2. The Dominant Traits of the New Left
Batalov adheres to an apparently normative, or "classical," interpretation of Marxism, and from this point of view, he selects the most significant traits, the most constant concepts and the most open contradictions of New Left theorists.
The world view of the New Left is preoccupied with the image of disintegration operating on all levels—moral, political, cultural. This world view has its tie with consumption and technology, which have united as the basis for a totalitarian society in which "technological rationality" and "voluntary submission" have replaced the force of bayonets to create an integrated proletarian class.
Starting with this undifferentiated supposition, the New Leftists suggest the creation of a new world by a new man, who, serving as the agent of history, produces new social relations based not on domination and subjugation, but on the full expression of "creative human nature."
The matter, so set forth, has two basic requirements: to identify a new historical subject, able to serve as the vehicle for this necessary task of historical creation, and to find a theory able to provide the basis for this subject's education and coming to consciousness. Many New Left factions believed they had found their historical agent in marginal groups, ethnic minorities, students and intellectuals, and in Third World peoples; and they believed they had found their theory in a particular interpretation of Marxism.
A series of paradoxes issue from such beliefs, two of which emerge with particular force. The groups mentioned are revolutionary because they are marginal—i.e., either because they lack access to consumption, or, like most of the students, because they reject, or claim to reject, the world of consumption. The proletariat in the developed countries is not revolutionary for the opposite [11/12] reasons: It has, and wishes to have still more, access to consumption. The first contradiction emerges when a group asserts that material needs are not the only ones that motivate the militant revolutionary trends in Third World countries and those groups identifying with them: There are also spiritual needs—those associated with the terms, alienation, lack of power, creativity and self‑determination—that constitute the motor force of anti‑capitalist protest. But, curiously enough, consumerism only affects the proletariat in a negative way, while it leaves other groups (the big bourgeoisie excluded, of course) virtually pure in their discontent and revolutionary aspirations.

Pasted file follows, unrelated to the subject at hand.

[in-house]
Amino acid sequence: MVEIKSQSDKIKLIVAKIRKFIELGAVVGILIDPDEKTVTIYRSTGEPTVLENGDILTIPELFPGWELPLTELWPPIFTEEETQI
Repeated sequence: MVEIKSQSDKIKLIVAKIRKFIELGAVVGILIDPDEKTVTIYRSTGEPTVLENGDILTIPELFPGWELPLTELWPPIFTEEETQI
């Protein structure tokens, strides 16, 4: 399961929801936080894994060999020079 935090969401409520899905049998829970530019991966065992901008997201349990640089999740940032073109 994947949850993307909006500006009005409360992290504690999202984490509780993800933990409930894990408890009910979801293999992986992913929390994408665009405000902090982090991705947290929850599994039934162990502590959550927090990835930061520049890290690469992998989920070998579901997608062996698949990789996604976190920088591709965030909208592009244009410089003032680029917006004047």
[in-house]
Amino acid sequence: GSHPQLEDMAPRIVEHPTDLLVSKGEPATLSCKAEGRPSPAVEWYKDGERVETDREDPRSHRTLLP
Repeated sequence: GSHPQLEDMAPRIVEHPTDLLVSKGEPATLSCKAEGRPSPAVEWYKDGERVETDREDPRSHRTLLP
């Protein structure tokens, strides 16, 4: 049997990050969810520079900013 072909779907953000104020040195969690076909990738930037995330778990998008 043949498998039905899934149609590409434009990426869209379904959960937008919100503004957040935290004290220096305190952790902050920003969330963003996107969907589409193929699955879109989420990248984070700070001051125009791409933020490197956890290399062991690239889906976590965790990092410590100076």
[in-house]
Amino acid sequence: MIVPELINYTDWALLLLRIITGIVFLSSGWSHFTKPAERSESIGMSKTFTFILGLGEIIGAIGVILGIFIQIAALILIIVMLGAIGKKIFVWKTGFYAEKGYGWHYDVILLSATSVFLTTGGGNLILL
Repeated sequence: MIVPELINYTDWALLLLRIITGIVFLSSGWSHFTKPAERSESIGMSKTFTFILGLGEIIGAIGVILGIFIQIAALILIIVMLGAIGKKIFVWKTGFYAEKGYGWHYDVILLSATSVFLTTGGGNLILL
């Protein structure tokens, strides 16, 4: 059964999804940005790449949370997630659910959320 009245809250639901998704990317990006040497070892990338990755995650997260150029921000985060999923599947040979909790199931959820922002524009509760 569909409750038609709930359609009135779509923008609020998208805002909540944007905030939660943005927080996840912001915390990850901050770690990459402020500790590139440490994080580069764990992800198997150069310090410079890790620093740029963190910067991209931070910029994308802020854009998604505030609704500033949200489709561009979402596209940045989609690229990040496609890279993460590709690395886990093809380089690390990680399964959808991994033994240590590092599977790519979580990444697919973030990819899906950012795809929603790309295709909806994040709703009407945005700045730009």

If the Third World fulfills certain revolutionary needs for New Left theorists, they also need certain indigenous theorists able to articulate the relations between Third World militancy, the passivity of workers in the developed countries and Marxist theory. It is in this context that such theorists do in fact emerge.
But New Left thinkers, in both advanced and underdeveloped countries, take from Marxism only what is useful for themselves, as a counter‑theory denoting the destruction of the power structure; the elements in existing society that Marxists see as positive are identified as signs of capitulation to the bourgeoisie and are thus rejected. There are three dominant ways in which the New Left sees Marx: One tries to complete Marxism with social theories invented by bourgeois social scientists; another contrasts some aspects of Marx with others—e.g., economism versus humanism; a third divides Marx from Engels, or Marx from Lenin.
3. Evaluation of the New Left: Three Perspectives
Batalov presents at least three interpretations of the radicalism of the '60s and early '70s. The most simplistic flourishes in the camp of the bourgeois social sciences. Here, the decade of protests is a mystery made clear only in terms which are without true meaning or value, such as "youth rebellion," "sexual development," or "generation conflict." Bourgeois theorists turn to these physiological or psychological explanations and never base their findings on an analysis of capitalist society, when, in fact, it is only with such an analysis that one could uncover the roots of those contradictions out of which the protest movement actually emerges. [12/13]